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10 Signs your liver is struggling
Your skin is giving you signs of liver damage
If your forehead seems oily and your pores are larger than usual, your liver could be to blame.
When your skin starts to resemble the above, you shouldn’t overlook these symptoms and, instead, consider the potential liver damage.
As a functional nutritionist and aesthetic skin therapist, I have a wealth of knowledge and expertise to share with you when it comes to your liver function. In order to effectively address your liver problems, it is best to familiarise yourself with the most common types of liver related conditions you need to become familiar with.
Discussing why your liver is sluggish becomes much easier when you’re aware of the terminology surrounding liver conditions.
What influences skin health
Metabolic health is ultimately at the root of every skin concern. Your skin health correlates directly to these three essential metabolic pathways: blood sugar levels, liver function and the gut microbiome. Together, these pathways form and influence your metabolic health.
Understanding the role these three pathways play in your skin health is integral to getting to the root of any issues you may be experiencing with your skin and your overall health.
Metabolic syndrome is a term that is used to describe a variety of conditions that have the potential to put you at higher risk of nonalcoholic fatty liver disease and cardiovascular diseases.
Typically, metabolic syndrome refers to a combination of diabetes, high blood pressure (hypertension) and obesity. It is estimated that 1 in 3 UK adults over 50 has metabolic syndrome.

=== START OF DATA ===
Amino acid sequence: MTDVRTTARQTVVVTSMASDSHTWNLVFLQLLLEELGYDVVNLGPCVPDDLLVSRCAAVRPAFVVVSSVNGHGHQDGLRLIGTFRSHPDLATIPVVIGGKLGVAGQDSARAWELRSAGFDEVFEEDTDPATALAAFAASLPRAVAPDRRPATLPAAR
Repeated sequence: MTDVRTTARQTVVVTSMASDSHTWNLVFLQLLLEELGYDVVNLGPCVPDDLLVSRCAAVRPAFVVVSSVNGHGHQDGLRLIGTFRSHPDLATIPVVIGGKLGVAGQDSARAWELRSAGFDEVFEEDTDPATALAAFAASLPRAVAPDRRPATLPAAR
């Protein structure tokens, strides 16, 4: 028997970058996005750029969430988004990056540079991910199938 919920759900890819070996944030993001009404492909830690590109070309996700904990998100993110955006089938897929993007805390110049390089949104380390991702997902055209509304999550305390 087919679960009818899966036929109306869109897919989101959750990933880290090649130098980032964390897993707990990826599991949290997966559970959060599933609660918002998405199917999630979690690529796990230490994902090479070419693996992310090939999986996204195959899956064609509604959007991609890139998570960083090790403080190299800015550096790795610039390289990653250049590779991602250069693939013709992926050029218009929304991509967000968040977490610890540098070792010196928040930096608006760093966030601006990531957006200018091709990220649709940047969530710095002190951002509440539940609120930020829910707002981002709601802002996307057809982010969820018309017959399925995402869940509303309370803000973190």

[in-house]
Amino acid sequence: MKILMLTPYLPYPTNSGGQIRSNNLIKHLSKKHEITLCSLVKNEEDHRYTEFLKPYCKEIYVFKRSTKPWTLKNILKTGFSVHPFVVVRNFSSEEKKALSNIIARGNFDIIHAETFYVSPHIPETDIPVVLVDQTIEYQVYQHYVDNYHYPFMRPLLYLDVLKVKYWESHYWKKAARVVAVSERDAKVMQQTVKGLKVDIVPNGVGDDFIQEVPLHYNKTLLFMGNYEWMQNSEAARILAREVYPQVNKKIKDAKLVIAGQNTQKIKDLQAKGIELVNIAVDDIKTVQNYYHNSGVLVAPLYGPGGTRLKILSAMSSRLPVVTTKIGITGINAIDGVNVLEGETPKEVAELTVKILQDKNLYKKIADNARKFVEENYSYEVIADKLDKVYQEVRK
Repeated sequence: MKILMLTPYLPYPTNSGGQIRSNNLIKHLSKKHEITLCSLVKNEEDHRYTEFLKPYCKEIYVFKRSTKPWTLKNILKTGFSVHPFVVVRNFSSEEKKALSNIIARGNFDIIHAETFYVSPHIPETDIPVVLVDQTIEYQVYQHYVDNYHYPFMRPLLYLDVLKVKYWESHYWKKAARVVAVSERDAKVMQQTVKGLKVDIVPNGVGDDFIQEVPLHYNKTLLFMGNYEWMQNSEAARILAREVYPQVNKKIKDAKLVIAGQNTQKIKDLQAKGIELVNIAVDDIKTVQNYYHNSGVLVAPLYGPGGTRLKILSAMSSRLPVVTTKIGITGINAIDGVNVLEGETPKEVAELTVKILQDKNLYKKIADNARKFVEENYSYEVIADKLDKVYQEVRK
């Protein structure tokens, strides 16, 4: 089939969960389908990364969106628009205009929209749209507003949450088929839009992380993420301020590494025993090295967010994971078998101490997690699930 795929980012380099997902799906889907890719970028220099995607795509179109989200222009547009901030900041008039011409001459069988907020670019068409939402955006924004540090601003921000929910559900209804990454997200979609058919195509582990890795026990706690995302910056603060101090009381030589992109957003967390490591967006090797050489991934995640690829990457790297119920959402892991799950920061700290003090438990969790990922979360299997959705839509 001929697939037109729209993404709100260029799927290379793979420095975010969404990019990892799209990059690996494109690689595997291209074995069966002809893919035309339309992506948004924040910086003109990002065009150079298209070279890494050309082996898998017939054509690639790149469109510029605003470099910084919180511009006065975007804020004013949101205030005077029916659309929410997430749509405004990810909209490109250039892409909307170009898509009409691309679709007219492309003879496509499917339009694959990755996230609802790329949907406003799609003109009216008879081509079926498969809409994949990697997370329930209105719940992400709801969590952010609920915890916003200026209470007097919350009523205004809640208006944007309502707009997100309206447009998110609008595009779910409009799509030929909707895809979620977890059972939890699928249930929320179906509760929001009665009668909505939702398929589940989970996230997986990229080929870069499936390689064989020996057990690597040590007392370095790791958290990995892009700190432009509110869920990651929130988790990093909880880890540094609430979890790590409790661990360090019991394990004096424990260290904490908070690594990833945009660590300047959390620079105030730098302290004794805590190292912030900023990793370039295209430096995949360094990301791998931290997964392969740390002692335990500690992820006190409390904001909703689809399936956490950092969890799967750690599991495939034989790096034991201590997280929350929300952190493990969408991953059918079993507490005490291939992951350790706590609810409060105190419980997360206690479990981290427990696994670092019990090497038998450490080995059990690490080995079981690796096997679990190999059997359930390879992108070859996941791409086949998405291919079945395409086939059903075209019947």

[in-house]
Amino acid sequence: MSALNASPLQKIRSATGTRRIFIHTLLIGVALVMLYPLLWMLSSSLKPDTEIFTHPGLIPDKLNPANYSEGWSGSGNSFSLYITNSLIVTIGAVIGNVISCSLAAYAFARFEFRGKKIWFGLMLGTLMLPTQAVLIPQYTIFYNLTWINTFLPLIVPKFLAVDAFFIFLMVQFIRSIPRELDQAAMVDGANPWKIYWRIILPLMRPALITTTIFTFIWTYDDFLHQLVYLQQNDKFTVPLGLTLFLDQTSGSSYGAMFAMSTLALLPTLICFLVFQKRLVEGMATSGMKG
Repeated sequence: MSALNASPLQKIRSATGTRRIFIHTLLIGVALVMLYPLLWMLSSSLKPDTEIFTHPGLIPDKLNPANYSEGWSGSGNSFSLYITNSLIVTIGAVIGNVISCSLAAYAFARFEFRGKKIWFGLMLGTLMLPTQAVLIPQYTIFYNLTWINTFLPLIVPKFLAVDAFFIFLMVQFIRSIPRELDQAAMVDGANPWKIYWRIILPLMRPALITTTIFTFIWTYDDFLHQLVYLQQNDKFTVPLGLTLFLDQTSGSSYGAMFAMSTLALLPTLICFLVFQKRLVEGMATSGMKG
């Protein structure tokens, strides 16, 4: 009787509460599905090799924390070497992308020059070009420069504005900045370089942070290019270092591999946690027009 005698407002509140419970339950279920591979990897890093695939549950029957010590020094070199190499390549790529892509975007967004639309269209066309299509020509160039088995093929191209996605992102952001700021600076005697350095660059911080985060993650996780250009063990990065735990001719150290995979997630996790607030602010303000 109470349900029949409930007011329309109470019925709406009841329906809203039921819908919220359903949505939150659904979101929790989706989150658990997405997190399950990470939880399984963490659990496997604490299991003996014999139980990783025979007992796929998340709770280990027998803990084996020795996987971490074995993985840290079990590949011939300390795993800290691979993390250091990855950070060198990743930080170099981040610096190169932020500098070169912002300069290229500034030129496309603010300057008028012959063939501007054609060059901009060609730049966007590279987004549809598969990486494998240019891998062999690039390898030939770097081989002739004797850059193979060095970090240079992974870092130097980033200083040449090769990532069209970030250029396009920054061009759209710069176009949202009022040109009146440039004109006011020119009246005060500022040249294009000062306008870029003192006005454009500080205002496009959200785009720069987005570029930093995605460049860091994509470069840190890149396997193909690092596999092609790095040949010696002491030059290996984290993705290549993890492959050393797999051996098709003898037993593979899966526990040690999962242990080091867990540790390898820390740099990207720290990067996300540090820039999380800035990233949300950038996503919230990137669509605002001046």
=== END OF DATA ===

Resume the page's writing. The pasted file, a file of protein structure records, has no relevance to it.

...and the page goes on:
Common symptoms of metabolic syndrome include weight gain (particularly around the abdomen), chronic fatigue, low-grade inflammation and a host of other indications. Metabolic syndrome is often the result of poor metabolic health but when it is caught early, it can be managed with a nutrient-high diet and regular exercise.
Those with metabolic syndrome are at a much higher risk of developing nonalcoholic fatty liver disease (NAFLD), digestive and kidney diseases.
Nonalcoholic Fatty Liver Disease
NAFLD is the umbrella term for a range of conditions caused by a build-up of fat in the liver and it is often seen in individuals who are overweight. A healthy liver is one that contains little to no fat.
Up to 1 in 3 UK adults are said to be in the early stages of NAFLD, which means there’s a small amount of fat in the liver. This stage of NAFLD is not harmful in itself, but if left untreated it can lead to serious damage, such as liver cirrhosis, which I will explain later in this section.
In addition to this, NAFLD can increase a person’s likelihood of developing conditions such as chronic liver disease, digestive and kidney diseases, high blood pressure and diabetes. For individuals with diabetes, the addition of NAFLD increases the likelihood of health problems emerging.
The practice of face mapping stems from the ancient Chinese belief that a person’s skin is a reflection of their overall health. These days, face mapping focuses on dermatology more than anything else, but some of the same principles still stand.
Liver fibrosis is the early phase of serious liver disease. It is technically one of the later stages of NAFLD. This stage of liver disease is diagnosed when inflammation, which causes scar tissue around the liver and nearby blood vessels, is found. At this point of the disease, the liver is still able to function but not as well as it once did.